Gimee a break. Why do you think a parent would unnecessarily refer to their children as adopted? I could give you a few hints, but it usually boils down to one of two reasons.

Many people that call for "advice" are really asking for me to agree with their distorted thinking. I don't play that game. Indeed, I'm not allowed to play that game. Providing professional advice requires active listening skills, not just hearing the speaker's words. Unnecessarily referring to your children as "adopted children" is a red flag.

Other red flags: "He wants to take my child for an overnight visit!" "Well, he's not really the father". One of my favorites: Me: Where's the child's father? Response: "There is no father". Me: Every child has or had a father. Do you know who he is? Response: "His name's not on the birth certificate". Me: I understand. But you're not answering my question. Response: "<grumble> Last I ran into him was a month ago at his mother's house."

Think about this. Our court-issued pleadings do not ask whether the named children in a custody or divorce proceeding were adopted. Why do you think that is? There are those who believe adopted children have "adoptive" parents and "real" parents. There are also people who believe that there are "adopted" children and "real" children. Our laws (at least in my state) make no such distinction. All children are referred to and treated equally. Woe to the parent who stands before a judge and refers to her "adopted" children. The term suggests that she perceives her children as almost, but not quite, "real" children. Legal strategy aside, I question that parent's character.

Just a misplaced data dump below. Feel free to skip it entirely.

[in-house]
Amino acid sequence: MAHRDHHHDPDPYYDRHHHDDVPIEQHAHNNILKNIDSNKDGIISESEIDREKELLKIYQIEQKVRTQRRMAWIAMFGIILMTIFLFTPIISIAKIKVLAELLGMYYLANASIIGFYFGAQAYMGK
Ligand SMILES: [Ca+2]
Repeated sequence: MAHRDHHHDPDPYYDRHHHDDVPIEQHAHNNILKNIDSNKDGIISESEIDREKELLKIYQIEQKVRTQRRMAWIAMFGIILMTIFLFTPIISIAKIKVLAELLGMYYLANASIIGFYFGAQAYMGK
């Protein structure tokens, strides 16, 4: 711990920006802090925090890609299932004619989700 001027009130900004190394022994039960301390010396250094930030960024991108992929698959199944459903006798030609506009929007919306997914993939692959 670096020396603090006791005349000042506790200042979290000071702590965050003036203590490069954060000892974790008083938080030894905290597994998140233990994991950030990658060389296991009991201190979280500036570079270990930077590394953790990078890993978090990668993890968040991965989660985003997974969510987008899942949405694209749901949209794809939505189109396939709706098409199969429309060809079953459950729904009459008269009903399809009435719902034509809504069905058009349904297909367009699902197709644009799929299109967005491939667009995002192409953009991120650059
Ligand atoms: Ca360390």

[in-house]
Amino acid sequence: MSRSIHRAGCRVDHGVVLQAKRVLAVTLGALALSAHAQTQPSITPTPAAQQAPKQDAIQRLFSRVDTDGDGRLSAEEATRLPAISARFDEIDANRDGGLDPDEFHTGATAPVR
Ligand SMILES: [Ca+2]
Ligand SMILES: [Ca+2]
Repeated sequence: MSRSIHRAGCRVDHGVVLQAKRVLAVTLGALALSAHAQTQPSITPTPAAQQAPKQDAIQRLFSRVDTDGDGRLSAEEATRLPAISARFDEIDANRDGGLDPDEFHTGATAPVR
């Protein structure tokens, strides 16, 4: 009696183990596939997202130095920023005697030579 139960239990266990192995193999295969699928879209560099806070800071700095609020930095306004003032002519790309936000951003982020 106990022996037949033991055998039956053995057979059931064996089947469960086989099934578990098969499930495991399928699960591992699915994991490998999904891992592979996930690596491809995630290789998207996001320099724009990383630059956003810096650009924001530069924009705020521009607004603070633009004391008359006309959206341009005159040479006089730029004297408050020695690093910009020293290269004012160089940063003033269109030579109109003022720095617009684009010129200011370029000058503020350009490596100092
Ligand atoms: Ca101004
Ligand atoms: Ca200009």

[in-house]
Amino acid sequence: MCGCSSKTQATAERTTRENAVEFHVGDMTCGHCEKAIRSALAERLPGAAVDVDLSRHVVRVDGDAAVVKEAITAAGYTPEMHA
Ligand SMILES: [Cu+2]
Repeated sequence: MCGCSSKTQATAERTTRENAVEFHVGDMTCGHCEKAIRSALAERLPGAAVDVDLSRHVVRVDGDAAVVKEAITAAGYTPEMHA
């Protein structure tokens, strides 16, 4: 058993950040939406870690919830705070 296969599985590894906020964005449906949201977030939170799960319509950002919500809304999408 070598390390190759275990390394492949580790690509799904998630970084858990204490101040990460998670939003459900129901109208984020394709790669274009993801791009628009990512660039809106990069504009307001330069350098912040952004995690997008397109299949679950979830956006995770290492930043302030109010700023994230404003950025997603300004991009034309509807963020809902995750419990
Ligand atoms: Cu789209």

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Old 04-15-2013, 06:55 PM
mlb
 
Location: North Monterey County
3,179 posts, read 2,855,355 times
Reputation: 4876
As a feminist, I take issue with both labels. Why would a woman refer to herself as childless or childfree or allow others to do so? If folks ask you if you have any children, you answer "no". To respond with either "I'm childfree" or "I'm childless" suggests that the speaker is the one who is defining herself with an outdated construct of a woman's role.


Oh please. What the heck does that have to do with feminism? If someone asks if I have kids .... I'm going to have a friendly conversation with them - not just shut them down with a "NO!" I'll tell people I'm childfree and it doesn't make me any less of a woman. Your the one assigning a negative role and a label to it.

I'll call myself anything I want.

Feminist is a label too. Those that I know and respect don't go around telling people they are - and they allow and respect women to be defined any way they want.

Last edited by mlb; 04-15-2013 at 07:16 PM..
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Old 04-15-2013, 07:22 PM
 
Location: Lakewood OH
21,699 posts, read 23,661,739 times
Reputation: 35449